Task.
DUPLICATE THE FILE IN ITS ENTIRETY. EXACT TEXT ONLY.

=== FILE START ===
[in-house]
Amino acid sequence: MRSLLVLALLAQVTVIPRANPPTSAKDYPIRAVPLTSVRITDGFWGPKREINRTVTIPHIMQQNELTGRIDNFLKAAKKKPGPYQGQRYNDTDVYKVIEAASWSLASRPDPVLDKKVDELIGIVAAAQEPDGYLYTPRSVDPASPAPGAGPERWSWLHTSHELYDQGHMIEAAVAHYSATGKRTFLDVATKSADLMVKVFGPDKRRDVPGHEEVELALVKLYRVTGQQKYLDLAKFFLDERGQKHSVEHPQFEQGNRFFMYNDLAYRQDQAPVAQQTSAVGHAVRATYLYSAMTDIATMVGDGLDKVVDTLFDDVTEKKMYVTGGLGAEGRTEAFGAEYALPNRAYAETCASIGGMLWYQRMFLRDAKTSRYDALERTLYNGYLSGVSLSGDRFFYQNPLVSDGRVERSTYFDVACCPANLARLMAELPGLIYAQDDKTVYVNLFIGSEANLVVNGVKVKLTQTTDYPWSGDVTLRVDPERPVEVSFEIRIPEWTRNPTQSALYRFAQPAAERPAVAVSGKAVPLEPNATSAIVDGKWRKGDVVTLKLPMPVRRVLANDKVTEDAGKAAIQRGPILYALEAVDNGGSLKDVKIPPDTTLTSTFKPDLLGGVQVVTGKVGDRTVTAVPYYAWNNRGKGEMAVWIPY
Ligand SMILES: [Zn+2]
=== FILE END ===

[in-house]
Amino acid sequence: MRSLLVLALLAQVTVIPRANPPTSAKDYPIRAVPLTSVRITDGFWGPKREINRTVTIPHIMQQNELTGRIDNFLKAAKKKPGPYQGQRYNDTDVYKVIEAASWSLASRPDPVLDKKVDELIGIVAAAQEPDGYLYTPRSVDPASPAPGAGPERWSWLHTSHELYDQGHMIEAAVAHYSATGKRTFLDVATKSADLMVKVFGPDKRRDVPGHEEVELALVKLYRVTGQQKYLDLAKFFLDERGQKHSVEHPQFEQGNRFFMYNDLAYRQDQAPVAQQTSAVGHAVRATYLYSAMTDIATMVGDGLDKVVDTLFDDVTEKKMYVTGGLGAEGRTEAFGAEYALPNRAYAETCASIGGMLWYQRMFLRDAKTSRYDALERTLYNGYLSGVSLSGDRFFYQNPLVSDGRVERSTYFDVACCPANLARLMAELPGLIYAQDDKTVYVNLFIGSEANLVVNGVKVKLTQTTDYPWSGDVTLRVDPERPVEVSFEIRIPEWTRNPTQSALYRFAQPAAERPAVAVSGKAVPLEPNATSAIVDGKWRKGDVVTLKLPMPVRRVLANDKVTEDAGKAAIQRGPILYALEAVDNGGSLKDVKIPPDTTLTSTFKPDLLGGVQVVTGKVGDRTVTAVPYYAWNNRGKGEMAVWIPY
Ligand SMILES: [Zn+2]